No changes are made on the supply side of the U.S. 2010/11 rice supply and use balance sheet. On the use side, domestic and residual use and total exports are unchanged from a month ago; however, the rough rice export forecast is lowered 1.0 million cwt, which is offset by an increase in the combined milled and brown export forecast (rough-equivalent basis). Long-grain and combined medium- and short-grain rice exports are forecast at 78.0 million cwt and 38.0 million, respectively, unchanged from the previous month. All rice ending stocks are projected at 52.8 million cwt, unchanged from last month, and the largest stocks since 1985/86. Long-grain rice stocks are projected at 42.9 million cwt, and combined medium- and short-grain rice stocks at 8.4 million, both unchanged from a month ago. The 2010/11 average milling rate is revised to 67.75 percent, up 0.25 points from last month. The average milling rate is determined from updated Farm Service Agency warehouse stored loan data for long-, medium-, and short-grain rice.
The 2010/11 long-grain season-average price is projected at $11.05 to $11.55 per cwt, up 30 cents on each end of the range from last month. The combined medium- and short-grain price is projected at $16.25 to $16.75 per cwt, down 50 cents on each end of the range. The all rice season-average price is forecast at $12.25 to $12.75 per cwt, up 10 cents on both ends of the range. The price projections are based on the National Agricultural Statistics Service reported prices through mid-February and expected prices the remainder of the marketing year.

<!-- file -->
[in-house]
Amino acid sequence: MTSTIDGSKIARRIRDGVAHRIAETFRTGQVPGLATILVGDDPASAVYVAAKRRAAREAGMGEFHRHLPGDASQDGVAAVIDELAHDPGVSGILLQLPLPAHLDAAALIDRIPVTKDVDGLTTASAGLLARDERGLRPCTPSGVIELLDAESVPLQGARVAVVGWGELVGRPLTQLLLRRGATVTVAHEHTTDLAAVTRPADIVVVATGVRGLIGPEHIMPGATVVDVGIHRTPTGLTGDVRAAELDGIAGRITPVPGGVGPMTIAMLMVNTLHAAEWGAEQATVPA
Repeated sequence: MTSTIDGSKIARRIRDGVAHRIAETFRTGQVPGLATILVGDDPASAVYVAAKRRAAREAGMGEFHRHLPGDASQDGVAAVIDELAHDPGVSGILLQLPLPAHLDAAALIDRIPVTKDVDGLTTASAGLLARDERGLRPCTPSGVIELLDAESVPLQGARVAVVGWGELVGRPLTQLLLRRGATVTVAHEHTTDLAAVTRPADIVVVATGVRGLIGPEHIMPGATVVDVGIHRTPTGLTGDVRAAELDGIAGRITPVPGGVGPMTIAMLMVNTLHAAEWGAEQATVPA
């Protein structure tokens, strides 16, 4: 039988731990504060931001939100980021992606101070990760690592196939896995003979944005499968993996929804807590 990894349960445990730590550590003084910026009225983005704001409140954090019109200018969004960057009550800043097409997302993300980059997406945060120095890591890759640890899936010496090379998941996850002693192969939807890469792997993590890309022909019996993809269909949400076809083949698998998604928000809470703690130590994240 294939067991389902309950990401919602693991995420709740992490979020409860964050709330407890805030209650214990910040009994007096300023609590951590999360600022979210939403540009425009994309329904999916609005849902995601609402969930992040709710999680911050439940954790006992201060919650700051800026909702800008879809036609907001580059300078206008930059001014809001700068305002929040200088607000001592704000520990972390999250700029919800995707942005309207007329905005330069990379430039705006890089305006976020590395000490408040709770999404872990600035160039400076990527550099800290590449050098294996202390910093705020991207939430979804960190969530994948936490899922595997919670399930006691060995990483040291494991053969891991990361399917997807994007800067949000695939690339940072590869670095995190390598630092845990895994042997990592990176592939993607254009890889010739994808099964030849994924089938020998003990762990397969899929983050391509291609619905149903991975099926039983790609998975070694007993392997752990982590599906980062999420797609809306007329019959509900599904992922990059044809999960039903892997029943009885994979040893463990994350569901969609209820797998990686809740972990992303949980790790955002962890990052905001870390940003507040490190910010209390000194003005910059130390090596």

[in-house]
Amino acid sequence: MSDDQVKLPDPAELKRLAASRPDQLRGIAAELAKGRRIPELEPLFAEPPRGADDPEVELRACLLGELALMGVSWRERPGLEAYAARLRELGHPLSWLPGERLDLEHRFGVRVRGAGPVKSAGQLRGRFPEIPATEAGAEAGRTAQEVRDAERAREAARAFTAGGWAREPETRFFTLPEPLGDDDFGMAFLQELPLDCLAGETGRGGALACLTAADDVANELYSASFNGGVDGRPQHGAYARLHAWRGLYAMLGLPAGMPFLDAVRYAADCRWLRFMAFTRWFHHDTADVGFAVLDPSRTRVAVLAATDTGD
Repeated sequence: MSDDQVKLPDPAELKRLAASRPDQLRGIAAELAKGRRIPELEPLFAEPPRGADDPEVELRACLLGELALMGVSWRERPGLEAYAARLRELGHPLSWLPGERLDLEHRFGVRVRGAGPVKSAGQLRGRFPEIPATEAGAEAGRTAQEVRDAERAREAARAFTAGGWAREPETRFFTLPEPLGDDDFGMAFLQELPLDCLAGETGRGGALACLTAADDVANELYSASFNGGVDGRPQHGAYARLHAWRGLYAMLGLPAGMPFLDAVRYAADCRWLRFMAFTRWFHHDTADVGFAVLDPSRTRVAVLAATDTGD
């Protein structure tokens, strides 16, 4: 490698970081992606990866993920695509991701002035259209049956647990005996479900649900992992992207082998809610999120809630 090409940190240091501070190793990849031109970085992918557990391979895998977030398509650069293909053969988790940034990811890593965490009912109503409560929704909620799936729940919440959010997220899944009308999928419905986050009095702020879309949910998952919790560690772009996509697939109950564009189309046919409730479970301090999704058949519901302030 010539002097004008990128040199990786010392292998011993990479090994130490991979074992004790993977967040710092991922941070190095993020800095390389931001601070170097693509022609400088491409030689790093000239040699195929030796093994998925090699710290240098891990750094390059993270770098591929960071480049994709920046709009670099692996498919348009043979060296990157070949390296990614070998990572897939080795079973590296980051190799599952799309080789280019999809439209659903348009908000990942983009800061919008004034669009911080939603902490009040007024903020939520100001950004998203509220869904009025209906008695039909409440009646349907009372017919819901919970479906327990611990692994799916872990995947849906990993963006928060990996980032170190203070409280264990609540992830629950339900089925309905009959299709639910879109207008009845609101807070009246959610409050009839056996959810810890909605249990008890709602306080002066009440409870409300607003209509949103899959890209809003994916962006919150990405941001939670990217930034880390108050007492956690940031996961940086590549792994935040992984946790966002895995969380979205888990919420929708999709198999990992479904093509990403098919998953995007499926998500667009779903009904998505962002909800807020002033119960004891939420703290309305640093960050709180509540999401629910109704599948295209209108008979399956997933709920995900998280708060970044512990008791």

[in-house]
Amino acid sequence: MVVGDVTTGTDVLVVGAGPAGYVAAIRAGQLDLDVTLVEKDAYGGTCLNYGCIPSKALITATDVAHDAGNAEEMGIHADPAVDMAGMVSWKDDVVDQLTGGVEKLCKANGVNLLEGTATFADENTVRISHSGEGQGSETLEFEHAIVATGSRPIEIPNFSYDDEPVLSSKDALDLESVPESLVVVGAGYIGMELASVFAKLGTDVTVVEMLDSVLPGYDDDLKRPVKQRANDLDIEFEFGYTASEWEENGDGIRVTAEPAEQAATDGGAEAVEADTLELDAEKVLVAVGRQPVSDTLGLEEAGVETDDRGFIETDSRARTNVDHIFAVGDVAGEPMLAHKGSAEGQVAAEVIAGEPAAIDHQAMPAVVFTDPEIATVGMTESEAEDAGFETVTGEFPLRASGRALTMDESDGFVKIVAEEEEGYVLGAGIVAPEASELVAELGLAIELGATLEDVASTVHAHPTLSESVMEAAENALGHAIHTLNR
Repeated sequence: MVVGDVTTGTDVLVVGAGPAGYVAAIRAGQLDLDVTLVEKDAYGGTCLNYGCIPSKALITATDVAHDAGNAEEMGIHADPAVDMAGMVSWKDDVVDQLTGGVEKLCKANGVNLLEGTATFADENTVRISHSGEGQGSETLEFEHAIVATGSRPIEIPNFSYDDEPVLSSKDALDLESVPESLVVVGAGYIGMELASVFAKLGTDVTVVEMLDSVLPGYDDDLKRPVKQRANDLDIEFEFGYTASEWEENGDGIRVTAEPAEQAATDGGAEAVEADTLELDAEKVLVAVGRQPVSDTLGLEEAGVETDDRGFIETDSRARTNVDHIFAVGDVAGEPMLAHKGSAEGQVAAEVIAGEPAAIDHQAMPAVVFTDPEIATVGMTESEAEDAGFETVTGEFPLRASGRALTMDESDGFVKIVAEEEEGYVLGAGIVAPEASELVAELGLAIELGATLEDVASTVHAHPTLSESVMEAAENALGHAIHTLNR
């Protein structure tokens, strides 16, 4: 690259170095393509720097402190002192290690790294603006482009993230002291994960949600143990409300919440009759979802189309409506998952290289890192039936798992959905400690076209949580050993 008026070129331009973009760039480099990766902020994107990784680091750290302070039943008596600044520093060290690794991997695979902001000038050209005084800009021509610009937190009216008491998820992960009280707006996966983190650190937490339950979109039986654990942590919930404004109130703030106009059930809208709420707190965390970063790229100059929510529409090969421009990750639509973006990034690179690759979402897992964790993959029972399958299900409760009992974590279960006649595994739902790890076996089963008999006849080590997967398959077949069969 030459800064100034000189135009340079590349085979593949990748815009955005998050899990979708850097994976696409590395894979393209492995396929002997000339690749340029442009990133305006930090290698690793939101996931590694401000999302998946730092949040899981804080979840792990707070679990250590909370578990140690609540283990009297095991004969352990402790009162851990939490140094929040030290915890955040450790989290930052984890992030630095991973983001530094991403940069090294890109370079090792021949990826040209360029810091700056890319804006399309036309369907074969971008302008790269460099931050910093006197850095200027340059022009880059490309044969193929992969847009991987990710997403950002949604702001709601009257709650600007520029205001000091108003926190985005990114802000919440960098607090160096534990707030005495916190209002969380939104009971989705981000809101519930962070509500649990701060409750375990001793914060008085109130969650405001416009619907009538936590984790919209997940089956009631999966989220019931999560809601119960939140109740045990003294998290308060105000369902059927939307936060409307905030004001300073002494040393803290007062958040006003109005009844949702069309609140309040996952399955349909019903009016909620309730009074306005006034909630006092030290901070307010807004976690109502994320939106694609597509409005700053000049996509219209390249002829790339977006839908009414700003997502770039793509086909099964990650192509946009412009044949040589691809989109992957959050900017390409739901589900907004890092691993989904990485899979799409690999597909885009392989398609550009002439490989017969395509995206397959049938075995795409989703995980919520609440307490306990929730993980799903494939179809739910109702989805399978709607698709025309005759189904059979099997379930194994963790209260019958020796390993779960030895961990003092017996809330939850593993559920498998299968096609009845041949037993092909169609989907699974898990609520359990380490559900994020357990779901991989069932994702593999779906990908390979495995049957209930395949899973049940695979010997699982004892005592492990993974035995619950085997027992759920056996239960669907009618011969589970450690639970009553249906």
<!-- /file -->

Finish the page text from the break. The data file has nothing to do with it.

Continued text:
Global 2010/11 projections of rice production, consumption, and exports are lowered from a month ago, and ending stocks are raised. The decrease in the global production forecast, still a record at 451.5 million tons, is due entirely to a decrease in the rice crop in India, which is partially offset by increases for Argentina and Brazil. India’s rice crop is forecast at 94.5 million tons, down 500,000 tons from last month due to an expected decrease in average yield. Drier than normal weather in the eastern and northern rice growing regions is expected to lower Rabi yields. The increases in Argentina and Brazil are due to an expected increase in harvested area.
Global consumption is lowered 5.3 million tons to 447.0 million, still a record, primarily due to reductions in India (-4.0 million) and China (-0.5 million). Conversely, global ending stocks are raised 4.9 million tons to 98.8 million attributed mostly to increases for India, China, Bangladesh, and Burma. India’s 2010/11 ending stocks are raised 3.6 million tons to 21.6 million based on recently received information on government-held stocks. China’s 2010/11 ending stocks are raised nearly 1.0 million tons based on information from the Agricultural Counselor in Beijing. Global 2010/11 exports are lowered nearly 0.5 million tons, due mostly to reductions in Burma, China, and India.